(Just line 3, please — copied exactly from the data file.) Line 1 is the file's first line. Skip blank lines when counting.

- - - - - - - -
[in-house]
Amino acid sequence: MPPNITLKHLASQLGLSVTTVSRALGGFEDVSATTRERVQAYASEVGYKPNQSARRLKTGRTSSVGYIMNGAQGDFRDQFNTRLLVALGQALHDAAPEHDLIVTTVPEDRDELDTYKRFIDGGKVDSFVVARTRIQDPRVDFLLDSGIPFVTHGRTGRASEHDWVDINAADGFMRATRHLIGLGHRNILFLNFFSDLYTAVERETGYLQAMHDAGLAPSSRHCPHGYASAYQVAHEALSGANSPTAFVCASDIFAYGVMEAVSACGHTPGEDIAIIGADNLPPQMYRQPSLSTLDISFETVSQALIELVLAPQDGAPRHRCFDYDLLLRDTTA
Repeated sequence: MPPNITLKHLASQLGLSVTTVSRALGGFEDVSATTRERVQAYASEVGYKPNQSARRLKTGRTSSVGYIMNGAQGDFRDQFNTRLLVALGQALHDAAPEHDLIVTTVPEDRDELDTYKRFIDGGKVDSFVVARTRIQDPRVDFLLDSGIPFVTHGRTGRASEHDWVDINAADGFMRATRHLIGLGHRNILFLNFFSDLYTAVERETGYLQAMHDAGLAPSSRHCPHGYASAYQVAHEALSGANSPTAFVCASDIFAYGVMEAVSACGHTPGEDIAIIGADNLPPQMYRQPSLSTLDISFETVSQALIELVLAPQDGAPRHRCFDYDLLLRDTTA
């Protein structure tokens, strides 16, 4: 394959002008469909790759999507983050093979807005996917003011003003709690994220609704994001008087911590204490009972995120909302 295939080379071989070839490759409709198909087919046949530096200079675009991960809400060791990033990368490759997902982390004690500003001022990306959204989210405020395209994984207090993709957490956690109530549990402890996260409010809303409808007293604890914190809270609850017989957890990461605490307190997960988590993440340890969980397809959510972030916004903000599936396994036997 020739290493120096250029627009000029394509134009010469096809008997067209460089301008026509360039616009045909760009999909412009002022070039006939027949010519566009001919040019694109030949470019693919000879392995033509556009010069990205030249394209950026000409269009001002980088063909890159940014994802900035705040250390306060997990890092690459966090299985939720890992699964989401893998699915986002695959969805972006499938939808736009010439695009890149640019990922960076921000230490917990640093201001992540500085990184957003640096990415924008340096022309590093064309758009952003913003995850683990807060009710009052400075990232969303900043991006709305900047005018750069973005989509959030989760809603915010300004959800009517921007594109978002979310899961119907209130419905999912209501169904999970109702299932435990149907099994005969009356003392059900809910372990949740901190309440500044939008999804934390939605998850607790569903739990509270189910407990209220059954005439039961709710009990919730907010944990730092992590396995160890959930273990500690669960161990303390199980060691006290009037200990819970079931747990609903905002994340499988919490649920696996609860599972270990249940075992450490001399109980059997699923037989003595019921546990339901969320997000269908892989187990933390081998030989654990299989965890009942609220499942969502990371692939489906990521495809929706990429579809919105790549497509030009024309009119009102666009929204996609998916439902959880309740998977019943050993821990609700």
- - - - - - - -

Repeated sequence: MPPNITLKHLASQLGLSVTTVSRALGGFEDVSATTRERVQAYASEVGYKPNQSARRLKTGRTSSVGYIMNGAQGDFRDQFNTRLLVALGQALHDAAPEHDLIVTTVPEDRDELDTYKRFIDGGKVDSFVVARTRIQDPRVDFLLDSGIPFVTHGRTGRASEHDWVDINAADGFMRATRHLIGLGHRNILFLNFFSDLYTAVERETGYLQAMHDAGLAPSSRHCPHGYASAYQVAHEALSGANSPTAFVCASDIFAYGVMEAVSACGHTPGEDIAIIGADNLPPQMYRQPSLSTLDISFETVSQALIELVLAPQDGAPRHRCFDYDLLLRDTTA